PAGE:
Committing Driving Offences Abroad: An Update

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The reasoning behind the Directive was to promote a reduction in the number of fatalities and in particular the offences that gave rise for concern the most were:

• speeding;
• failing to stop at traffic lights;
• failing to wear seatbelts; and
• drink driving.

The rationale for this was to provide an enforcement framework, in which errant motorists appreciated that there would be an increased likelihood of being traced and prosecuted for an offence committed in another EU country.  It was hoped that this would be a strong deterrent factor and one can understand why this initiative was introduced.

However, it is always important to look not just at the headline benefits but at the wider implications of allowing access to records.  We expressed concern that this information could get into hands of criminal gangs and we highlighted the Data Protection Act 1998 and its controls to prevent information getting into wrong hands in the UK.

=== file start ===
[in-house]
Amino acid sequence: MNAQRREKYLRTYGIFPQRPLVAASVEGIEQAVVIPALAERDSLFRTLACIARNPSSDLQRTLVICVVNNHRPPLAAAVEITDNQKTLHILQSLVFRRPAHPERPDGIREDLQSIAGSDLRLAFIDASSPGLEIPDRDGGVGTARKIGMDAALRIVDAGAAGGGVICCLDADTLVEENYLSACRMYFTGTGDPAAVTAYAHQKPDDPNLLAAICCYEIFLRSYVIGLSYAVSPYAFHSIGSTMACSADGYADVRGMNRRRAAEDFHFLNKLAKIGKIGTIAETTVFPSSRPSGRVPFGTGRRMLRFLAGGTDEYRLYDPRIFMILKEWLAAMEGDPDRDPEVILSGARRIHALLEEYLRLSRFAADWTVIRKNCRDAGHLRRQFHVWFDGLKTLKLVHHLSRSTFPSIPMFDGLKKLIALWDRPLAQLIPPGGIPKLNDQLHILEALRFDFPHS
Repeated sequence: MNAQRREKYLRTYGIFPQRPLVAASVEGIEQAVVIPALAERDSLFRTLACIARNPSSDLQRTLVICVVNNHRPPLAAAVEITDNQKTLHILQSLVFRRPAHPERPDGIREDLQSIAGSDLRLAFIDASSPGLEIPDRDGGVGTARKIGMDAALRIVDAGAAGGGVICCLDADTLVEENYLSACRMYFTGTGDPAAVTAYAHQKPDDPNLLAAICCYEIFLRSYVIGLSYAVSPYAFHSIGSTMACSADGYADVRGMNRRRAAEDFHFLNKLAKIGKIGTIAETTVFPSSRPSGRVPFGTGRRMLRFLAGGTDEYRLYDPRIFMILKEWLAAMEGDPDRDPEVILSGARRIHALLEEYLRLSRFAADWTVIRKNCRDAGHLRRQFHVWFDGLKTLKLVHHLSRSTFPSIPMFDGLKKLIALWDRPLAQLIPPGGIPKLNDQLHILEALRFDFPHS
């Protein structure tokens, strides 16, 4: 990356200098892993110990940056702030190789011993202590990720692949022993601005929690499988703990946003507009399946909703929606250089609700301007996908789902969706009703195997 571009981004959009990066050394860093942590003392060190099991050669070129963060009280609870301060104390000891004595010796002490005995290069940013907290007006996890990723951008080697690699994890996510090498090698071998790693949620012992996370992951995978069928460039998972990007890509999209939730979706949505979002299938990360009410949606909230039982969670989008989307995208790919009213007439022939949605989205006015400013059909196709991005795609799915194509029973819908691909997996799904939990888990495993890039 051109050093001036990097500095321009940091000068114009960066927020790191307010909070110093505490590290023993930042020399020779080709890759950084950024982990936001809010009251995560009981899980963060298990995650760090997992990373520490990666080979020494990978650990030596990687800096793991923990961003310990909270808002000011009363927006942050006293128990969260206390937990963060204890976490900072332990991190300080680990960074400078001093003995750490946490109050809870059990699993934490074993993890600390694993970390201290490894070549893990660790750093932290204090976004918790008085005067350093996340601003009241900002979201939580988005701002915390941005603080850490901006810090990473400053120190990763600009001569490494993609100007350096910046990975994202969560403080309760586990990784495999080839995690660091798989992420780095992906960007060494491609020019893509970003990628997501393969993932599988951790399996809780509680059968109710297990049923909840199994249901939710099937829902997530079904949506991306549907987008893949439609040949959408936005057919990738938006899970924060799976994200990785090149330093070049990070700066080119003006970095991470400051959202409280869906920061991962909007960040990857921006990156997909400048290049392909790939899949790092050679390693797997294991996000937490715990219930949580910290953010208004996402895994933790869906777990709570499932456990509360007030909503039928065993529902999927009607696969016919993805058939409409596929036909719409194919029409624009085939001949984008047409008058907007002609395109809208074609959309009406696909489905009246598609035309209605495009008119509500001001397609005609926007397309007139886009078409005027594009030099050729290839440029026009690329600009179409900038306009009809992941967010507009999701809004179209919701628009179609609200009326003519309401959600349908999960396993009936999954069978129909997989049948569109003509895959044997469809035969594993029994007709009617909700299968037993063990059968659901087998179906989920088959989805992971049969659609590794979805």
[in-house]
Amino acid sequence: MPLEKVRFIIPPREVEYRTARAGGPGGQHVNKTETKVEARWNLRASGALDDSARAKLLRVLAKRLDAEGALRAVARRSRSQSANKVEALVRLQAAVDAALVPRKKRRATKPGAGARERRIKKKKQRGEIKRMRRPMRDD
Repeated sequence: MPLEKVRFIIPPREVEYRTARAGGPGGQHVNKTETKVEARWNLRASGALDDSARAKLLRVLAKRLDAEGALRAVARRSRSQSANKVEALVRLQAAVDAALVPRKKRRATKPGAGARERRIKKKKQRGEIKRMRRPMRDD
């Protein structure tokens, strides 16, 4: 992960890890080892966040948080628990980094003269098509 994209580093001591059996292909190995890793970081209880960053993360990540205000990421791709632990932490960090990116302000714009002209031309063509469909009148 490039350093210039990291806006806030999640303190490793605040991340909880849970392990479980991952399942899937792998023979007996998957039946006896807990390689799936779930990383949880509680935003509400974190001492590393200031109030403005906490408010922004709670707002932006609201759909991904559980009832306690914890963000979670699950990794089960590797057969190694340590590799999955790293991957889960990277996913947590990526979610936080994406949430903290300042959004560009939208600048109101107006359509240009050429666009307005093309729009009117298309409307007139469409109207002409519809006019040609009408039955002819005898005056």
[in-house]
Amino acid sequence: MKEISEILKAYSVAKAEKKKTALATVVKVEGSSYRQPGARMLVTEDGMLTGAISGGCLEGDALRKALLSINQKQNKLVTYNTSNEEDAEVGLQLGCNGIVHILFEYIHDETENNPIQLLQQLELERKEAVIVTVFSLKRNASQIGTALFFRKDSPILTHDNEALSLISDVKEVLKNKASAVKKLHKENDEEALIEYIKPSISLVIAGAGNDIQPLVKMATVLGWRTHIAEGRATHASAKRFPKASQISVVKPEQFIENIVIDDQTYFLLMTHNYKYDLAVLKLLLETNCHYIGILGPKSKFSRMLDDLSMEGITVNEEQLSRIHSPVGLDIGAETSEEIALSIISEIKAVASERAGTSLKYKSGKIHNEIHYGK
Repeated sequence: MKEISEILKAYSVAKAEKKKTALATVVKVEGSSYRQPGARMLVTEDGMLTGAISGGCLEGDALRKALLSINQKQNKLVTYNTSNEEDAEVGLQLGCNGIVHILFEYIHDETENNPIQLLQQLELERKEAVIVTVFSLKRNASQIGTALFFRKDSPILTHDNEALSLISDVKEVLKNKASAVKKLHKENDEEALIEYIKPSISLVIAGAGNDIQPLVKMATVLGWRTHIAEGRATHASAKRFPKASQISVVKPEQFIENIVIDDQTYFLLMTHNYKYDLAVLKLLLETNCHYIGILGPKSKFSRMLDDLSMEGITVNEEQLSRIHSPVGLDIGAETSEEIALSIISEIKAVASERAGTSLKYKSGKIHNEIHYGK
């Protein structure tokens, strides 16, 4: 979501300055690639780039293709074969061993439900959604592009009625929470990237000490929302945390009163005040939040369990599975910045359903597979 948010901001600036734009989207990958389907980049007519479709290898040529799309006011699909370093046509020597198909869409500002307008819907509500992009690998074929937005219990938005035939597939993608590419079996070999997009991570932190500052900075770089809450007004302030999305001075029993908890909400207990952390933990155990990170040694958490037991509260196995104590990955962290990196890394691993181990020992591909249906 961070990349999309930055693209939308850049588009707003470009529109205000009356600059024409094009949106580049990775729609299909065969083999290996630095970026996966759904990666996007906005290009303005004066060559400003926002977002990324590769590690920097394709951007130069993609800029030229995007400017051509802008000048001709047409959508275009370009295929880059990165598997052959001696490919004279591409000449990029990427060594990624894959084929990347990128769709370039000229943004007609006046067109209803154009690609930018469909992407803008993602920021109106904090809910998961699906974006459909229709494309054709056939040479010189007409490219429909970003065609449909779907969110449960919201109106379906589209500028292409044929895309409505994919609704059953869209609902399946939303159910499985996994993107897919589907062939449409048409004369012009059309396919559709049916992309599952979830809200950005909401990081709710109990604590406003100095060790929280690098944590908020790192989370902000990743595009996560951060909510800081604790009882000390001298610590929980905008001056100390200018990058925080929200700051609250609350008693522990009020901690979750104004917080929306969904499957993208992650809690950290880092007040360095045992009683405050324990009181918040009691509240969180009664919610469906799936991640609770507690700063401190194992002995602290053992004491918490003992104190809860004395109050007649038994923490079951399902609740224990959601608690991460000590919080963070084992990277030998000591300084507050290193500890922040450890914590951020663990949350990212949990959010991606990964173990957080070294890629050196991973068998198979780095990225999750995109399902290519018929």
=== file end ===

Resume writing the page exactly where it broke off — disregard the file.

Whilst the European Parliament passed the Directive on the 6 July 2011, it will not apply to the UK, Ireland or Denmark.  These countries have all decided not to participate in the scheme at this stage.  It is not clear what the reasoning for this was but the protection of data must have been a consideration.

However, that does not mean that UK drivers who commit offences abroad will get off scot-free.  If they are stopped for a traffic offence it is business as usual and in serious cases a foreign police force may take steps to obtain information from DVLC.

It should also be remembered that the UK and Ireland have signed an agreement whereby they both mutually recognise each other's driving disqualifications, although there are specific rules about when such disqualifications will be classed as enforceable.

The message therefore has to be keep on driving but do it safely.

Philip Somarakis


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